It’s been said about buses that you wait for ages and then two come along at once. So it seems with training requests at Chameleons. Nothing for a few months and now, there’s three on the go.
Not that I am complaining, I must add. It’s a chance to get out, try and help out would-be allies, and – if we’re lucky – top up the group’s funds a little. Balancing it all with privacy and work is the tricky part. Luckily, Val has offered to help with one of the events, bless her.
I think that education is key when it comes to talking about transgender matters. It’s not just the stuff about terminology – which frankly, confuses me a lot of the time too – but about how to treat a trans person and how you might be able to help them.
With the above in mind, this week there’s been a few articles in the news about LGTBQ+ education in schools. Now, there are some who argue that children should be children and that stories about how people have different relationships can be confusing.
Here’s the thing: you can cure confusion. Spend a bit of time studying the subject, maybe ask a few questions, and what you thought was complex can be unpicked. Plus, there’s no shame in getting things wrong – it’s just an opportunity to learn.
If I look back to my own childhood, I knew I was different from the other kids. Not better or special, just different. Boy or girl? Are they the only choices? 🙂 Perhaps it was (or is) true for some of the other children in my class all those years ago, but if it was, I don’t know.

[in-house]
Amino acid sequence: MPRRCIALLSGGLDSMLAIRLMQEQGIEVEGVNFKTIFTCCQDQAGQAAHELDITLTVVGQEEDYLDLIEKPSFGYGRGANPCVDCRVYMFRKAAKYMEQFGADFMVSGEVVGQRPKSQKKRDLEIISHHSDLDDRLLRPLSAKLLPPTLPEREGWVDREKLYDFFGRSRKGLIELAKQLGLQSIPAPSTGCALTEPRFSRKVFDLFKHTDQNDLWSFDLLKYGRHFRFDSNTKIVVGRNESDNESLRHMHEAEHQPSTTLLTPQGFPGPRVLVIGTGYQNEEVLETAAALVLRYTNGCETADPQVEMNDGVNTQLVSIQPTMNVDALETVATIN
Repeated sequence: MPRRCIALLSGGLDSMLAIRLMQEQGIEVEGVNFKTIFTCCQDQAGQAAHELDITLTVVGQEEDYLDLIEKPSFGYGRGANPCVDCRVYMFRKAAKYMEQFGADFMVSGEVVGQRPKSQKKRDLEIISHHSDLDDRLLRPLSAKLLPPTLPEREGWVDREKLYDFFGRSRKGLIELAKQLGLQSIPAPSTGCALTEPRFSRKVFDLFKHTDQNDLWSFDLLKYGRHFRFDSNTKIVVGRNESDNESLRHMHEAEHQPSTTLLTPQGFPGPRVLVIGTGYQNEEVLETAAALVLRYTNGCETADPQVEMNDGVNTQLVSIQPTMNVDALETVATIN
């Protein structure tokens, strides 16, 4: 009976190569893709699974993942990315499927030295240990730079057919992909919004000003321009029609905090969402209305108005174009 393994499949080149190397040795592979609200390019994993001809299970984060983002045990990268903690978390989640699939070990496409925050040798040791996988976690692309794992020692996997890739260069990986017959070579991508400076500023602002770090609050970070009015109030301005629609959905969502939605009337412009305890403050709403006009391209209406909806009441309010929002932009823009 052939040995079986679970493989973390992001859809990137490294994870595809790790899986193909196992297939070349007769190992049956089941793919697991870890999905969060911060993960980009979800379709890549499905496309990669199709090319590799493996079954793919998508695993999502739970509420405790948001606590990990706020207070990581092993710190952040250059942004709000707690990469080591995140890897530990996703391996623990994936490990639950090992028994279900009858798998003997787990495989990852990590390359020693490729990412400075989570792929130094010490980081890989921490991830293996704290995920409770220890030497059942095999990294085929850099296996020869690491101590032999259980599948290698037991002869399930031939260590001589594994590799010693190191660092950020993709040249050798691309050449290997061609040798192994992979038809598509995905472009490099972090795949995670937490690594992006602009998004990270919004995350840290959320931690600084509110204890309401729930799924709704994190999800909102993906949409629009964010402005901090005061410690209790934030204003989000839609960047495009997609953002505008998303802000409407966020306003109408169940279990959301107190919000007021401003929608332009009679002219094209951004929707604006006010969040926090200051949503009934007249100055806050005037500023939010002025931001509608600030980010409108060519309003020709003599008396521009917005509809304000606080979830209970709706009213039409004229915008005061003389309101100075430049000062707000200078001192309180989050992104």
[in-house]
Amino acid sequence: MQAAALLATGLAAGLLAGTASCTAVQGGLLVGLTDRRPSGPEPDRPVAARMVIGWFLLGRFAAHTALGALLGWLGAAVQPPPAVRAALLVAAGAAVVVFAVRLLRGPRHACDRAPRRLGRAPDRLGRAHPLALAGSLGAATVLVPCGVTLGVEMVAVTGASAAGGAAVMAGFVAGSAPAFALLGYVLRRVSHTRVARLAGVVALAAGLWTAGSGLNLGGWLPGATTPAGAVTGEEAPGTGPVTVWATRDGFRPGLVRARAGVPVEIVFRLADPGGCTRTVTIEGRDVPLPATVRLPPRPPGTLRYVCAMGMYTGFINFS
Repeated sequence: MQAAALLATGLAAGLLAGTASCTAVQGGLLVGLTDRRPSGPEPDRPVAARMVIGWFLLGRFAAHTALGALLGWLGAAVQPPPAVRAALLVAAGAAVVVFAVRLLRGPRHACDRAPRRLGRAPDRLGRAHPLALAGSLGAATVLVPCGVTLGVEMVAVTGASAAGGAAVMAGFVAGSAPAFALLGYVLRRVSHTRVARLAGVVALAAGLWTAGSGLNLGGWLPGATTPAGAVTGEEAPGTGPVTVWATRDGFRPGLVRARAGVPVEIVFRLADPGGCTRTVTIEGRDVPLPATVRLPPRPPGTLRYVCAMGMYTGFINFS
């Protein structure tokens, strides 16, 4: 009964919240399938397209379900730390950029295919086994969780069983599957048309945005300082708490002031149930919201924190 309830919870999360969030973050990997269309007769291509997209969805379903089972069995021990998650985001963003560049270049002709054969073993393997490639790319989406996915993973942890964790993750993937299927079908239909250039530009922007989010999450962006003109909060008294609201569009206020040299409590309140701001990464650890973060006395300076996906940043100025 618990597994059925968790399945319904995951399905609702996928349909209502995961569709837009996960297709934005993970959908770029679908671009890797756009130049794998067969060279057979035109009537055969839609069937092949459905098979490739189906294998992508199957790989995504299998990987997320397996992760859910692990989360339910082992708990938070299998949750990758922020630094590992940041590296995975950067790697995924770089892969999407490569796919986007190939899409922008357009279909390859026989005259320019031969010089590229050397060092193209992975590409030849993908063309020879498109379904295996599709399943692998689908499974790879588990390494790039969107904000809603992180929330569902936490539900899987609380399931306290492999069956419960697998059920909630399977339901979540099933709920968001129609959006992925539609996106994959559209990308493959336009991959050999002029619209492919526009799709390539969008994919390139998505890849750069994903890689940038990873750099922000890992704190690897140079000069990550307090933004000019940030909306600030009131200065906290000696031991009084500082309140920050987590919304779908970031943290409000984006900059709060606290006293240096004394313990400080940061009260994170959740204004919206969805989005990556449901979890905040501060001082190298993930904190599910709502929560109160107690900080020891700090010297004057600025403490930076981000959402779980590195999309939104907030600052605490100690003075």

I do look back – but not with regret – and I wonder, how life might have been different if we’d not had Clause 28, but that we’d listened, discussed, and tried to understood that there a lot of people in the world and not everyone is the same.
When I listen to Wee Man talk about his classmates, the fact that some are in straight or gay relationships is neither here nor there. It’s just an everyday thing for Wee Man’s generation and I think that’s fantastic.
|A photo from the Gender Spectrum Collection.|
Funny, after all the nonsense about trying to hush schools in the 80s on talking about being gay, here we are again in 2019, with another group of people trying to keep the kids from learning.
A hint to parents who think like this: trust me, we’ve already started on our journey. We already know and sometimes, that’s really scary. Maybe instead of saying we’re not ready to hear about gay people and trans folk, maybe we could learn together and just be there for each other? Maybe we don’t have to make up our minds now. Maybe we might think we’re one thing, but maybe we’re not. It’s okay to change, isn’t it? To grow, to think, to try, and maybe, just maybe, to accept and be ourselves.